Affordable Access

The 21-Gene Recurrence Score in Clinically High-Risk Lobular and Ductal Breast Cancer: A National Cancer Database Study.

Authors
  • Abel, Mary Kathryn
  • Shui, Amy M
  • Chien, A Jo
  • Rugo, Hope S
  • Melisko, Michelle
  • Baehner, Frederick
  • Mukhtar, Rita A
Publication Date
Nov 01, 2022
Source
eScholarship - University of California
Keywords
License
Unknown
External links

Abstract

ObjectiveThe aim of this study was to evaluate whether patients with invasive lobular carcinoma (ILC) are more likely to have discordant clinical and genomic risk than those with invasive ductal carcinoma (IDC) when using the 21-gene recurrence score (RS), and to assess overall survival outcomes of patients with 1-3 positive nodes and RS ≤25 with and without chemotherapy, stratified by histology.MethodsWe performed a cohort study using the National Cancer Database and included patients with hormone receptor-positive, HER2-negative, stage I-III invasive breast cancer who underwent 21-gene RS testing. Our primary outcome was rate of discordant clinical and genomic risk status by histologic subtype. Propensity score matching was used to compare 60-month overall survival in individuals with 1-3 positive nodes and RS ≤25 who did and did not receive chemotherapy.ResultsOverall, 186,867 patients were included in our analysis, including 37,685 (20.2%) patients with ILC. There was a significantly higher rate of discordant clinical and genomic risk in patients with ILC compared with IDC. Among patients with 1-3 positive nodes and RS ≤25, there was no significant difference in survival between those who did and did not receive chemotherapy in the IDC or ILC cohorts. Unadjusted exploratory analyses of patients under age 50 years with 1-3 positive nodes and RS ≤25 showed improved overall survival in IDC patients who received chemotherapy, but not among those with ILC.ConclusionOur findings highlight the importance of lobular-specific tools for stratifying clinical and genomic risk, as well as the need for histologic subtype-specific analyses in randomized trials.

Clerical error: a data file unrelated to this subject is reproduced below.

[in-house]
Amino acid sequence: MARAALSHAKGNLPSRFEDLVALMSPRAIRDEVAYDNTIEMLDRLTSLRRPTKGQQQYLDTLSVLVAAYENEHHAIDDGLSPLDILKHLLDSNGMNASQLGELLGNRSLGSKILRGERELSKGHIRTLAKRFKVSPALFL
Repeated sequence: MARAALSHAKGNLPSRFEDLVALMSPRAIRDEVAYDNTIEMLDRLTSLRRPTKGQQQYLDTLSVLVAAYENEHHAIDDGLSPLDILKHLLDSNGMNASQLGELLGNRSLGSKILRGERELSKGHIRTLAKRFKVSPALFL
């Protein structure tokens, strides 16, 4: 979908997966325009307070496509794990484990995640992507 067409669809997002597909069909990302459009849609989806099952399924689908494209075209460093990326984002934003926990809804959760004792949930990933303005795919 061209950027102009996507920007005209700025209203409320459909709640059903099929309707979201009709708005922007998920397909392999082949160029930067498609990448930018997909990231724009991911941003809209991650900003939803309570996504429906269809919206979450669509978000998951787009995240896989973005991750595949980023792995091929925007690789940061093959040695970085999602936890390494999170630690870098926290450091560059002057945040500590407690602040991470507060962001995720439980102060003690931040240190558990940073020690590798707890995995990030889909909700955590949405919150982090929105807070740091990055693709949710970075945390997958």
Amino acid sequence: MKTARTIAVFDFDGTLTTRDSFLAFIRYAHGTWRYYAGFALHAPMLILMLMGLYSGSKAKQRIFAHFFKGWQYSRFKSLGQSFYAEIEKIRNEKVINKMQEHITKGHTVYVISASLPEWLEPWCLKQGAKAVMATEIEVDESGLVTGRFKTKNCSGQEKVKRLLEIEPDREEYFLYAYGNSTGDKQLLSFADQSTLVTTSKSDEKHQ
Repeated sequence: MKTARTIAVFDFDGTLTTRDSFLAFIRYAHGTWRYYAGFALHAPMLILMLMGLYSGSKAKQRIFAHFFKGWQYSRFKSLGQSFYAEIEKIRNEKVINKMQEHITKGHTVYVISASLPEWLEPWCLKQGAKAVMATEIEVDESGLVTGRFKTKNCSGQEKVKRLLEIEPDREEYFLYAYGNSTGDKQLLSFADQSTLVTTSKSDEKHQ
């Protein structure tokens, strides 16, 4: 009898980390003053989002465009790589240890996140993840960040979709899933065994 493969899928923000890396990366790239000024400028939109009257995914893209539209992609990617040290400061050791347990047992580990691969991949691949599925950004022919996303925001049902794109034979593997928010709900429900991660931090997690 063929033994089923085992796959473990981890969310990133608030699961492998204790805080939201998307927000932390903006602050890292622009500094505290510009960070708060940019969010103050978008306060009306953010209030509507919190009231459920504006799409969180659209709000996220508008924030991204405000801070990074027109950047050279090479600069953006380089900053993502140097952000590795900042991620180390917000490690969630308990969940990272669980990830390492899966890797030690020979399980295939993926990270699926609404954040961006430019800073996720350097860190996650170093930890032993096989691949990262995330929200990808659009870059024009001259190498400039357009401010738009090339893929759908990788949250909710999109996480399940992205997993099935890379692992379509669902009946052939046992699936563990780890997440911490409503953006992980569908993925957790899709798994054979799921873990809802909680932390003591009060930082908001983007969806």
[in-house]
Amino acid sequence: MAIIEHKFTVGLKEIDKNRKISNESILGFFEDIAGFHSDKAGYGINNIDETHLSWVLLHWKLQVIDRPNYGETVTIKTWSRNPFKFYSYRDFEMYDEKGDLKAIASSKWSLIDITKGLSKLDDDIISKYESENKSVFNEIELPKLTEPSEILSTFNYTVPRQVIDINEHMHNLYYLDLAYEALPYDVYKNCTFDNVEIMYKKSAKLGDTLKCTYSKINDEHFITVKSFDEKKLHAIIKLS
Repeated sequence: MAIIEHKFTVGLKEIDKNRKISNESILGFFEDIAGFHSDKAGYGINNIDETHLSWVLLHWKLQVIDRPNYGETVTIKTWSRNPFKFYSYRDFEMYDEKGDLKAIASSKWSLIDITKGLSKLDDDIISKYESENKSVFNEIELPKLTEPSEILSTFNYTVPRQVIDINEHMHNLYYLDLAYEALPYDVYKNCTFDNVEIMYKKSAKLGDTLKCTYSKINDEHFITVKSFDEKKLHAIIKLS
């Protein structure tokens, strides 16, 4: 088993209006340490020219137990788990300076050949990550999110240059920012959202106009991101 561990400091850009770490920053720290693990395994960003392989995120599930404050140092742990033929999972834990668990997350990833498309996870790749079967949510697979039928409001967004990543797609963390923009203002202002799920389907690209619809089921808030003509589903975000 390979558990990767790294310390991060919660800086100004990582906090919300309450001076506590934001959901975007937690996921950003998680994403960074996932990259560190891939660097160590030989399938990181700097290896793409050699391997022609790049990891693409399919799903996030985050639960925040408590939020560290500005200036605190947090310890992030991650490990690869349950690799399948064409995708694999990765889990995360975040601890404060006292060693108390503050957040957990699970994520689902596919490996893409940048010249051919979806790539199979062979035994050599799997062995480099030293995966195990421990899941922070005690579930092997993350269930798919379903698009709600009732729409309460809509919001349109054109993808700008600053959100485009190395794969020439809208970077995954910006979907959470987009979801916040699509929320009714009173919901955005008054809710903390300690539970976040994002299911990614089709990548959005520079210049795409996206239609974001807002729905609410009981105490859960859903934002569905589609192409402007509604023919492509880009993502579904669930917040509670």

Report this publication

Statistics

Seen <100 times